In regards to education Evanston fails its black youth through our educational system starting from D65 all the way up to ETHS. This is reflected in a number of ways. In the 2016 Report on Black Student Achievement in D65. “34 percent of Black students enter district 65 with the level of early literacy skills considered ‘kindergarten-ready”. In addition to walking in at an educational disadvantage, Black students are continually exploited by policing and punishment through discipline referrals and suspensions. “1 in 4 Black students received an office discipline referral for behavior classified as major in 2015”. Our education system fails to recognize that many black students are walking into a space of education with minimal food, home support, or resources to allow them to perform at their best within educational settings, increasing the cash flow from policing to community services could directly address these challenges. 

These systemic failures are then further perpetuated as black students head into high school. Based on the 2018-2019 Annual Achievement Report for Evanston Township, White students have a collective mean GPA of 3.35, while their black counterparts have a collective mean GPA of 2.6. 

Our failures in Education bleed into Evanston’s current state of policing. Prison should not be the solution to our educational shortcomings through the school to prison pipeline, and the presence of resource officers in places that are supposed to be dedicated to learning perpetuate that. Divesting money from the police department into education could ensure that more black students and families have the resources to help diminish existing racial gaps between kindergarteners in D65.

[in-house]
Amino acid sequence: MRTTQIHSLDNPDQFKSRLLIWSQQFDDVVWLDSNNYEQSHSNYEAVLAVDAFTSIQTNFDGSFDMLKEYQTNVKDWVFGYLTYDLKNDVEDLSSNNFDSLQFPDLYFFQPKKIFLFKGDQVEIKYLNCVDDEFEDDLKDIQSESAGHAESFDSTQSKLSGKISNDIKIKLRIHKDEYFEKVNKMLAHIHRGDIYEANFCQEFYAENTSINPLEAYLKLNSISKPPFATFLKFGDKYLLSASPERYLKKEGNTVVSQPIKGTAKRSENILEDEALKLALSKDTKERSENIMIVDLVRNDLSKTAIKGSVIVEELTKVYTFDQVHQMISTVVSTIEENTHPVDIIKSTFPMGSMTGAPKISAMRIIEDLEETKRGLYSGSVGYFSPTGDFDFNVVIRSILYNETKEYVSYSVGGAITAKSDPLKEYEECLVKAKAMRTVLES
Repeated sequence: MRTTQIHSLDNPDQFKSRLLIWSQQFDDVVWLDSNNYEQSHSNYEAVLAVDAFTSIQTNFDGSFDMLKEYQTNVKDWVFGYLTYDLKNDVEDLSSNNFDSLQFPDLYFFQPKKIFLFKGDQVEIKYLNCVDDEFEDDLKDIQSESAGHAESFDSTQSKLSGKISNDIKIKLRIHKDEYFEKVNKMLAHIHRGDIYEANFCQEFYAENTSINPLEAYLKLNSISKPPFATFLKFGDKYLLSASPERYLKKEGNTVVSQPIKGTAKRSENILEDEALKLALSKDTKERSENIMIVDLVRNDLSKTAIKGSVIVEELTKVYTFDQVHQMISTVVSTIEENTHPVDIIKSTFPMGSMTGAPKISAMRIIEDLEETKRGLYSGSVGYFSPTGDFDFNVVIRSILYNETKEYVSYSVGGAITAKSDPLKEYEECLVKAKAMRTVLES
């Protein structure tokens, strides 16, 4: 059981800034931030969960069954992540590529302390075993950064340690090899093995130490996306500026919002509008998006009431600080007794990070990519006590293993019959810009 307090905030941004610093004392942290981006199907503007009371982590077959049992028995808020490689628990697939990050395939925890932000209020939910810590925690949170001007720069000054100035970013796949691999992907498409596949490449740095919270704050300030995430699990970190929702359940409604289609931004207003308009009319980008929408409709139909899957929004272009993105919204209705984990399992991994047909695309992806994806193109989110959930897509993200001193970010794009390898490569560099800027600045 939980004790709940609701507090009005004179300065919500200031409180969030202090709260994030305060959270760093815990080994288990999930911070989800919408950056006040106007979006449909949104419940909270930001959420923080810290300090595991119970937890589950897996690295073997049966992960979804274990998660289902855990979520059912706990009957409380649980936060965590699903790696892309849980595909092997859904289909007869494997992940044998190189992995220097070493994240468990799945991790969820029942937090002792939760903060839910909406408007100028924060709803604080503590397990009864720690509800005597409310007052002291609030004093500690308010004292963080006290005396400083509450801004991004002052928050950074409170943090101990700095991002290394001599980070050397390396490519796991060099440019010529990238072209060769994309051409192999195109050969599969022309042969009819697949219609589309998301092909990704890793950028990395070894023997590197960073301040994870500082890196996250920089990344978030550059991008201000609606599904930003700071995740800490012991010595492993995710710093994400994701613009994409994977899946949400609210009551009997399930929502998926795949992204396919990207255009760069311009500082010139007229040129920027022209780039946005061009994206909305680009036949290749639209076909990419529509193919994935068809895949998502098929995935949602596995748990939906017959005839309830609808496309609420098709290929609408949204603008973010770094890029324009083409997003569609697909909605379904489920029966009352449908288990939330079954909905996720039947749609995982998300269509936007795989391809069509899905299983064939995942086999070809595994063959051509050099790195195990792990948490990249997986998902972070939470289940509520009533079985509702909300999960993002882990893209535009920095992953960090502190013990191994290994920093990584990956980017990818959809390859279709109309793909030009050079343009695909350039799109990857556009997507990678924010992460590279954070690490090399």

In regards to health… 

Worldwide Coronavirus has disproportionately affected Black people. According to the US census, In Evanston, 34% of Coronavirus cases are Black residents although they only take up around 17% of the Evanston population. 

Compared to the 33% white residents cases who take up 59% of the population.

This disproportion is increasing and there is a need for our city to be transparent with these statistics. 

According to Havard’s school of public health “Black people have higher rates of diabetes, hypertension, and heart disease than other groups, and black children have a 500% higher death rate from asthma compared with white children.”

What aid are we providing black residents to improve and maintain their health? There is a need to have this information accessible to our people. In addition to anti-racist bias training in hospitals and other healthcare facilities. 

“where we live determines opportunities to access high-quality education, employment, housing, fresh foods or outdoor space which are all contributors to our health.”

Our surroundings have a strong influence on our health. It is critical to provide equity in all oppressive institutions to better the health and wellbeing of our black residents. 


In regards to employment… 

Black work is devalued in an economy that was built off $14 trillion of stolen slave labor. This devaluation has occurred through explicit and implicit segregation, through legal racial oppression, and through racial workplace segregation. All of which Evanston has either historically been a part of or presently perpetuates. Based on 2010 census data, 23.5% of businesses are POC owned in a city with 43.43% POC. Moreover, in May of last year Evanston was celebrating a 2.8% rate of unemployment. However, no matter how low this percentage gets, the truth remains that Black residents are unemployed at a higher rate than white residents and on average receive a lower salary and less benefits than their white neighbors. That being said, these problems are not unfixable — we can and we should pass policies and create programs that prioritize the needs of Evanston’s Black community.